For information about clinical trials being conducted at the National Institutes of Health (NIH) in Bethesda, MD, contact the NIH Patient Recruitment Office:

Tollfree: (800) 411-1222

TTY: (866) 411-1010


For information about clinical trials sponsored by private sources, contact:

A study sponsored by the National Center for Research Resources is recruiting (2005) individuals with anodontia for a study aimed at identifying the gene or genes responsible for tooth disorders. Further information is available through the NIH recruitment office (see above).



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Salinas TJ, Sheridan PJ, Castellon P, et al. Treatment planning for multiunit restoration - the use of diagnostic planning to predict implant and esthetic results inpatients with congenitally missing teeth. J Oral Maxillofac Surg. 2005;63(9 Suppl 2):45-58.

Larmour CJ, Mossey PA, Thind BS, et al. Hypodontia - a retrospective review of prevalence and etiology. Part I. Quintessence Int. 2005;36:263-70.

Mostowska A, Kobielak A, Trzeciak WH. Molecular basis of non-syndromic tooth agenesis: mutations of MSX1 and PAX9 reflect their role in patterning human dentition. Eur J Oral Sci. 2003;111:365-70.

Jepson NJ, Nohl FS, Carter NE, et al. The interdisciplinary management of hypodontia: restorative dentistry. Br Dent J. 2003;194:299-304.

Nunn JH, Carter NE, Gillgrass TJ, et al. The interdisciplinary management of hypodontia: background and role of paediatric dentistry. Br Dent J. 2003;194:245-51.

Ruhin B, Martinot V, Lafforgue P, et al. Pure ectodermal dysplasia: retrospective study of 16 cases and literature review. Cleft Palate Craniofac. 2001;38:504-18.


McKusick VA, ed. Online Mendelian Inheritance In Man (OMIM). The Johns Hopkins University. Anodontia, Complete, of Permanent Dentition. Entry Number; 206780: Last Edit Date; 3/19/2004.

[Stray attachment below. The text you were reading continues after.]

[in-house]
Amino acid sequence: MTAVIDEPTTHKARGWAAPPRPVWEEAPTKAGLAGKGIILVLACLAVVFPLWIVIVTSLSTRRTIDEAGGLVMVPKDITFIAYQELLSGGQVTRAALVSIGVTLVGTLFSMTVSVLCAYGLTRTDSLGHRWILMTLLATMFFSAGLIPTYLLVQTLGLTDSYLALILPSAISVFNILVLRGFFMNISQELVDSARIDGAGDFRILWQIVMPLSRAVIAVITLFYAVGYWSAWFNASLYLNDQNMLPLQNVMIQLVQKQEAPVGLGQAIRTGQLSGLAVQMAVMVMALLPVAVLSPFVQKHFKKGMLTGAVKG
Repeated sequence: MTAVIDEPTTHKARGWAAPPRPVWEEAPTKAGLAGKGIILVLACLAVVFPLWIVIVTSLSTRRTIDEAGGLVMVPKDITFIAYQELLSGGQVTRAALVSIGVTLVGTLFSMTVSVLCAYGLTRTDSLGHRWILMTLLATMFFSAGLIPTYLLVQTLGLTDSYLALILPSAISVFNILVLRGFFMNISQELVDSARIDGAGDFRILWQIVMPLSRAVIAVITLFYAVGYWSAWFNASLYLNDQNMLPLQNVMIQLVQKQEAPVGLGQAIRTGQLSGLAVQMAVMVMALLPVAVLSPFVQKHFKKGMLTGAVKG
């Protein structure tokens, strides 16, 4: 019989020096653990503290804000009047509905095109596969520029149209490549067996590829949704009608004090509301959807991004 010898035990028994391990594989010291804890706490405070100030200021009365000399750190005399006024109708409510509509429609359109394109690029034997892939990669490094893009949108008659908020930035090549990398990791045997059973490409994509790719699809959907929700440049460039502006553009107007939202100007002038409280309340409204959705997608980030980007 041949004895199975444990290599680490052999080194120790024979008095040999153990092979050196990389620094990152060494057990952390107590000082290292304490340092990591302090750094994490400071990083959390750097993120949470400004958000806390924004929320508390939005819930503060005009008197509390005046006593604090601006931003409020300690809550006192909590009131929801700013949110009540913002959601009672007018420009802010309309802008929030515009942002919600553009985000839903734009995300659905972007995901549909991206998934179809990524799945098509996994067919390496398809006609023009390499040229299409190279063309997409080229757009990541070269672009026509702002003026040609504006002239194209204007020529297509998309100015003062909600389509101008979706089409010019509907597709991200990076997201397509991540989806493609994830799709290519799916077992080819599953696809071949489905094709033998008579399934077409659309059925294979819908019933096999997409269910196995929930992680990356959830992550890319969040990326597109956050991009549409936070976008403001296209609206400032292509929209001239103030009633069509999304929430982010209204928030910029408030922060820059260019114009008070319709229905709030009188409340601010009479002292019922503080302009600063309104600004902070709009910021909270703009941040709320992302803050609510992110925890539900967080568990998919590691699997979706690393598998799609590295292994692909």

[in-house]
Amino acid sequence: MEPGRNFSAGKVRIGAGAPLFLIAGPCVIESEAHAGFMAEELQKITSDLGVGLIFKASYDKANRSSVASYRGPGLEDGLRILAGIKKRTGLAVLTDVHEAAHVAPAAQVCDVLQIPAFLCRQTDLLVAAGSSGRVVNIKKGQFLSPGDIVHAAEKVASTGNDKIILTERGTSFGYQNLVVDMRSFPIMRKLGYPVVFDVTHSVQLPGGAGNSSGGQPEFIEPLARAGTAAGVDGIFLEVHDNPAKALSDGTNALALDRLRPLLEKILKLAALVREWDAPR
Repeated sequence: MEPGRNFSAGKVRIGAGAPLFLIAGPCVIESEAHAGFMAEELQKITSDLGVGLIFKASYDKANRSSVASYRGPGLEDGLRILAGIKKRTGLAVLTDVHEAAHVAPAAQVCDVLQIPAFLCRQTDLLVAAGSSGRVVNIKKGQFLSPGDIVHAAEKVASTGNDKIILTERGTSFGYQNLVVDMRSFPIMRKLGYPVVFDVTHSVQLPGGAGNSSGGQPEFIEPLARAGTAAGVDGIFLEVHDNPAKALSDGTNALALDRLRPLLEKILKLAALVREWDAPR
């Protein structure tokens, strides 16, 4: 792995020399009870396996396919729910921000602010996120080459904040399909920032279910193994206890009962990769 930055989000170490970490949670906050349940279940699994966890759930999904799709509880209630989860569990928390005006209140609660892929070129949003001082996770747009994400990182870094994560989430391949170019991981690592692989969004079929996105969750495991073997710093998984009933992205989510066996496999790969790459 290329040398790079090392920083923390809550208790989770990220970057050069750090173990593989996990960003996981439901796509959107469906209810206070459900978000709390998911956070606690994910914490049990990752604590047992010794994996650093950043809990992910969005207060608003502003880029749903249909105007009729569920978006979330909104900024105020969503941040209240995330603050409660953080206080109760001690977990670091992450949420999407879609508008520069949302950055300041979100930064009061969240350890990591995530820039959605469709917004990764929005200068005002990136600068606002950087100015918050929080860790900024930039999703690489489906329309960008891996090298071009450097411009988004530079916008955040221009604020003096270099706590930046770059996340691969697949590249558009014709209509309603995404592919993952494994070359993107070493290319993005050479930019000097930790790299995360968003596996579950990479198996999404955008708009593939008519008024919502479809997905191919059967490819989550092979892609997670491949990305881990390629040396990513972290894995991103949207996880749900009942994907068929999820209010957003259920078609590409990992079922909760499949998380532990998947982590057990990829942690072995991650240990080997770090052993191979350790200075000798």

McKusick VA, ed. Online Mendelian Inheritance In Man (OMIM). The Johns Hopkins University. Hypodontia, Autosomal Dominant; HYD1. Entry Number; 106600: Last Edit Date; 5/10/2002.

McKusick VA, ed. Online Mendelian Inheritance In Man (OMIM). The Johns Hopkins University. Hypodontia, Autosomal Recessive; HYD2. Entry Number; 602639: Last Edit Date; 3/18/2004.

McKusick VA, ed. Online Mendelian Inheritance IN Man (OMIM). The Johns Hopkins University. Oligodontia. Entry Number; 604625: Last Edit Date; 5/18/2004.

McKusick VA, ed. Online Mendelian Inheritance IN Man (OMIM). The Johns Hopkins University. Oligodontia 1; ODT1. Entry Number; 313500: Last Edit Date; 4/18/2002.

McKusick VA, ed. Online Mendelian Inheritance IN Man (OMIM). The Johns Hopkins University. Lateral Incisors, Absence of. Entry Number; 150400: Last Edit Date; 3/17/2004.

Arte S, Pirinen S. Hypodontia. Orphanet encyclopedia. May 2004: 7pp.

Supporting Organizations

Genetic and Rare Diseases (GARD) Information Center

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For a Complete Report

This is an abstract of a report from the National Organization for Rare Disorders, Inc.® (NORD). Cigna members can access the complete report by logging into For non-Cigna members, a copy of the complete report can be obtained for a small fee by visiting the NORD website. The complete report contains additional information including symptoms, causes, affected population, related disorders, standard and investigational treatments (if available), and references from medical literature. For a full-text version of this topic, see